We all monitor the world around us through waves. After about sixteen weeks in the womb, the ears and eyes of an infant child begin to deliver the first signals of light and sound waves to the brain. In fact, one could argue that consciousness itself is the feeling one receives when processing large amounts of wavefield data. Despite the integral presence of wavefield monitoring in biology, it is only since the dawn of the information age, that society has been able to monitor the world around us with similar fidelity. Where a recorded wavefield can be assumed to have travelled through a simple medium, it is often possible to resolve an image, though where a disordered medium is encountered, and the wavefield is multiply scattered, this becomes more difficult. It is this disordered portion of a wavefield, often referred to as the coda-wave, which this thesis is primarily concerned with. By considering the coda-wave over the coherent arrivals, one loses the ability to resolve the structure of a medium, though in turn gains improved sensitivity to changes within. This makes coda-wave monitoring particularly well suited to problems in which sensitivity to change is a more important quality than the ability to image the medium. On face value, one might consider coda-wave derived monitoring within Early Warning Systems (EWSs), towards hazards such as earthquakes, landslides, or the failure of critical infrastructure. However, operational deployment of such systems must work from simple, robust, and automated alert criteria, and therefore often rely on coherent wavefield observations, typically through passive measurements at the boundary of a region of interest. It is due to this reliance on clear, automated alert criteria derived from passive observation, which limits the lead time provided by EWSs, from only a few tens of seconds for earthquakes, to one day of warning for landslides.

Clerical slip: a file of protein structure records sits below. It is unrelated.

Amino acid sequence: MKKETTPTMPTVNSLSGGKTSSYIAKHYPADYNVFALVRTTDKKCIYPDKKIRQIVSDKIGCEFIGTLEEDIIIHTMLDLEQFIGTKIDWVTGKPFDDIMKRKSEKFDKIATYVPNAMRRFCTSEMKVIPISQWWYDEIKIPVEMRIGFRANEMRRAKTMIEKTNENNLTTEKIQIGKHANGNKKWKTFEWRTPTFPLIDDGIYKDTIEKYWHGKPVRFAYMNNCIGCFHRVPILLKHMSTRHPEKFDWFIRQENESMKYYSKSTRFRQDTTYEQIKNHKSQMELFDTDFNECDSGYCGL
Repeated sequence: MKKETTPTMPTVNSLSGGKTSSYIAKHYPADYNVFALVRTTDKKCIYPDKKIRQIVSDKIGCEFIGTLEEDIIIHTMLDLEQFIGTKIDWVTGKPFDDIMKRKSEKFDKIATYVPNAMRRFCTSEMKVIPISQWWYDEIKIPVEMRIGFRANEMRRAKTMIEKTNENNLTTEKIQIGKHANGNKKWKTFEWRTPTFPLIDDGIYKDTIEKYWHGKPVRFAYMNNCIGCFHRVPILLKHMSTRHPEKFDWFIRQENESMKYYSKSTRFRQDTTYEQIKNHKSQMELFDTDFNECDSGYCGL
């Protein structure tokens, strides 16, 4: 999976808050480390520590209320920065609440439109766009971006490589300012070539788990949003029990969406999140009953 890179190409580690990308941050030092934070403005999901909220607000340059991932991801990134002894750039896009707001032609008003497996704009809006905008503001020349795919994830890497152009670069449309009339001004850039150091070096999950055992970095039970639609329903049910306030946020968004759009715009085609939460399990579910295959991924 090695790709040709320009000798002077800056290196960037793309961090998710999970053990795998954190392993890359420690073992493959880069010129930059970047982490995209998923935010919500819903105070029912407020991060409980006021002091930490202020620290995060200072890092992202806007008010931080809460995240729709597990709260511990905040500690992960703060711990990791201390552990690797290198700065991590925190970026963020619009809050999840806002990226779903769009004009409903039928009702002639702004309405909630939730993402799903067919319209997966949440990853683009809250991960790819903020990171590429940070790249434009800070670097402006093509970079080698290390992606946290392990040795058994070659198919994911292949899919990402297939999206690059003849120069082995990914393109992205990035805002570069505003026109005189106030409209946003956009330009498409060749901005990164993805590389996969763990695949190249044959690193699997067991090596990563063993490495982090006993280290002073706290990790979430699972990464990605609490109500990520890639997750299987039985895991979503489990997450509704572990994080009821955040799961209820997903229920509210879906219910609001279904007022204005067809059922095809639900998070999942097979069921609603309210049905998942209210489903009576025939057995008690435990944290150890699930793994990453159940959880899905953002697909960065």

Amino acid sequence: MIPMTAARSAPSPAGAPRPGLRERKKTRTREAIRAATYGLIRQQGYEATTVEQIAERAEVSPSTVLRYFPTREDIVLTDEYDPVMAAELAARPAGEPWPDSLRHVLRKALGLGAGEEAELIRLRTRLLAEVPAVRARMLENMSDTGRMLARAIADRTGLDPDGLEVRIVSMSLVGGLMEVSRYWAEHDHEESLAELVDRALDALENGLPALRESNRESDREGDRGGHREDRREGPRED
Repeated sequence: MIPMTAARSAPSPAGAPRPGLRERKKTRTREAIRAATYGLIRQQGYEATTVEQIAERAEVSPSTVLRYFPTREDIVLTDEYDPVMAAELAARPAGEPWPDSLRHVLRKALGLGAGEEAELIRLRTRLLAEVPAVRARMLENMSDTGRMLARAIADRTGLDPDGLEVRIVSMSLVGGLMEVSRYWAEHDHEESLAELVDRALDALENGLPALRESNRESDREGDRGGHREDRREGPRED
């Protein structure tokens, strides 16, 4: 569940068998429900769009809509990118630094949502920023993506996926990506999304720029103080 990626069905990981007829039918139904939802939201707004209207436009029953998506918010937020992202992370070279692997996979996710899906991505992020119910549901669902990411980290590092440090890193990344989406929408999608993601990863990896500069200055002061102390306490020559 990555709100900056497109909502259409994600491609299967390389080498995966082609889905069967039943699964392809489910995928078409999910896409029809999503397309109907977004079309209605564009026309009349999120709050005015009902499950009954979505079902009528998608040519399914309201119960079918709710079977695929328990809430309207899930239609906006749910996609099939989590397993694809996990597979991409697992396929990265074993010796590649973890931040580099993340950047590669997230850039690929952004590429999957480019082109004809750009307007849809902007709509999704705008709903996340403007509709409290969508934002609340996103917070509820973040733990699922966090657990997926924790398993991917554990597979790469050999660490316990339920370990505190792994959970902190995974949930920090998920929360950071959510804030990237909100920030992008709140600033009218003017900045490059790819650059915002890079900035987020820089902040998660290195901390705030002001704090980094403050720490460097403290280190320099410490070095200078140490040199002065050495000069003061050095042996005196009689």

|Qualification||Doctor of Philosophy|
|Award date||25 Mar 2020|
|Publication status||Published - 2020|
- Coda waves